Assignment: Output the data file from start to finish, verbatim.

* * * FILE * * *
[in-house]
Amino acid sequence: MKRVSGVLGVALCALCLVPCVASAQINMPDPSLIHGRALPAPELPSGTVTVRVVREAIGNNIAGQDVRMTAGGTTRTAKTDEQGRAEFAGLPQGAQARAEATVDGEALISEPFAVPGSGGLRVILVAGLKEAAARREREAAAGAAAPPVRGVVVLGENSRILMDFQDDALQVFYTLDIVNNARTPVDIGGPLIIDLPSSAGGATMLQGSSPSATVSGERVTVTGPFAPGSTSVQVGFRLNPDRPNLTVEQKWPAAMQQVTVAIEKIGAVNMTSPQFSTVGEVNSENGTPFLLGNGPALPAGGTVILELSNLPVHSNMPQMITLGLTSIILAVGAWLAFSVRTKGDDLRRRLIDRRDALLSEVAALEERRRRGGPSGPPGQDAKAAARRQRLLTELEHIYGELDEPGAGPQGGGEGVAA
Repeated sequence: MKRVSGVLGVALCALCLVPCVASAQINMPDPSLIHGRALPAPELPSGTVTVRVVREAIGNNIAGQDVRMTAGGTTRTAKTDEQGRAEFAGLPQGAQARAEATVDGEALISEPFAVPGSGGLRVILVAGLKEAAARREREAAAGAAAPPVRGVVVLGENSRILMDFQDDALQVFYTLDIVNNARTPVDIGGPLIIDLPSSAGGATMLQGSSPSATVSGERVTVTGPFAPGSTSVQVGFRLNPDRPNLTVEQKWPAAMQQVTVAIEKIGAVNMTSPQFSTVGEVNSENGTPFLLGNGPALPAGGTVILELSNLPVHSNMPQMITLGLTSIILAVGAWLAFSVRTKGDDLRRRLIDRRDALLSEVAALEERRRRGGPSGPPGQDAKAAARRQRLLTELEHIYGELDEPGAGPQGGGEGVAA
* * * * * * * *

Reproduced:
[in-house]
Amino acid sequence: MKRVSGVLGVALCALCLVPCVASAQINMPDPSLIHGRALPAPELPSGTVTVRVVREAIGNNIAGQDVRMTAGGTTRTAKTDEQGRAEFAGLPQGAQARAEATVDGEALISEPFAVPGSGGLRVILVAGLKEAAARREREAAAGAAAPPVRGVVVLGENSRILMDFQDDALQVFYTLDIVNNARTPVDIGGPLIIDLPSSAGGATMLQGSSPSATVSGERVTVTGPFAPGSTSVQVGFRLNPDRPNLTVEQKWPAAMQQVTVAIEKIGAVNMTSPQFSTVGEVNSENGTPFLLGNGPALPAGGTVILELSNLPVHSNMPQMITLGLTSIILAVGAWLAFSVRTKGDDLRRRLIDRRDALLSEVAALEERRRRGGPSGPPGQDAKAAARRQRLLTELEHIYGELDEPGAGPQGGGEGVAA
Repeated sequence: MKRVSGVLGVALCALCLVPCVASAQINMPDPSLIHGRALPAPELPSGTVTVRVVREAIGNNIAGQDVRMTAGGTTRTAKTDEQGRAEFAGLPQGAQARAEATVDGEALISEPFAVPGSGGLRVILVAGLKEAAARREREAAAGAAAPPVRGVVVLGENSRILMDFQDDALQVFYTLDIVNNARTPVDIGGPLIIDLPSSAGGATMLQGSSPSATVSGERVTVTGPFAPGSTSVQVGFRLNPDRPNLTVEQKWPAAMQQVTVAIEKIGAVNMTSPQFSTVGEVNSENGTPFLLGNGPALPAGGTVILELSNLPVHSNMPQMITLGLTSIILAVGAWLAFSVRTKGDDLRRRLIDRRDALLSEVAALEERRRRGGPSGPPGQDAKAAARRQRLLTELEHIYGELDEPGAGPQGGGEGVAA